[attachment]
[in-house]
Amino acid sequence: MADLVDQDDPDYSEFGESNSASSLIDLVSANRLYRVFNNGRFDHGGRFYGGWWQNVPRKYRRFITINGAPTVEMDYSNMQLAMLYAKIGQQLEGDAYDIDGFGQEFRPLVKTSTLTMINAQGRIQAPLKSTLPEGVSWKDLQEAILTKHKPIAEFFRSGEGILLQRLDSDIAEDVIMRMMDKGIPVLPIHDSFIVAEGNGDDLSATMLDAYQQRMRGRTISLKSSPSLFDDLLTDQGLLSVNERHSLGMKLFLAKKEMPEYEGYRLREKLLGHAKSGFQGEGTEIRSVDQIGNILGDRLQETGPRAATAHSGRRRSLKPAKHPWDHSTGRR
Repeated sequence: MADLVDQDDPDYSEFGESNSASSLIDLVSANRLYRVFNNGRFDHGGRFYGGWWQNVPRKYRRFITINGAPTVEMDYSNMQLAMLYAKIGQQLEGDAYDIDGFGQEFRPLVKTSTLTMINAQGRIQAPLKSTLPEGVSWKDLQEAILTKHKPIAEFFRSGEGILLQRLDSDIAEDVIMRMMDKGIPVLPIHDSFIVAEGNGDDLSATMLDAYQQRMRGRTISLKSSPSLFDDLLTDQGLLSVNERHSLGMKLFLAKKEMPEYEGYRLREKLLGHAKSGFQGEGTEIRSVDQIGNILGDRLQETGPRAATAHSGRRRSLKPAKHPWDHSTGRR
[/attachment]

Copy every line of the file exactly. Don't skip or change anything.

[in-house]
Amino acid sequence: MADLVDQDDPDYSEFGESNSASSLIDLVSANRLYRVFNNGRFDHGGRFYGGWWQNVPRKYRRFITINGAPTVEMDYSNMQLAMLYAKIGQQLEGDAYDIDGFGQEFRPLVKTSTLTMINAQGRIQAPLKSTLPEGVSWKDLQEAILTKHKPIAEFFRSGEGILLQRLDSDIAEDVIMRMMDKGIPVLPIHDSFIVAEGNGDDLSATMLDAYQQRMRGRTISLKSSPSLFDDLLTDQGLLSVNERHSLGMKLFLAKKEMPEYEGYRLREKLLGHAKSGFQGEGTEIRSVDQIGNILGDRLQETGPRAATAHSGRRRSLKPAKHPWDHSTGRR
Repeated sequence: MADLVDQDDPDYSEFGESNSASSLIDLVSANRLYRVFNNGRFDHGGRFYGGWWQNVPRKYRRFITINGAPTVEMDYSNMQLAMLYAKIGQQLEGDAYDIDGFGQEFRPLVKTSTLTMINAQGRIQAPLKSTLPEGVSWKDLQEAILTKHKPIAEFFRSGEGILLQRLDSDIAEDVIMRMMDKGIPVLPIHDSFIVAEGNGDDLSATMLDAYQQRMRGRTISLKSSPSLFDDLLTDQGLLSVNERHSLGMKLFLAKKEMPEYEGYRLREKLLGHAKSGFQGEGTEIRSVDQIGNILGDRLQETGPRAATAHSGRRRSLKPAKHPWDHSTGRR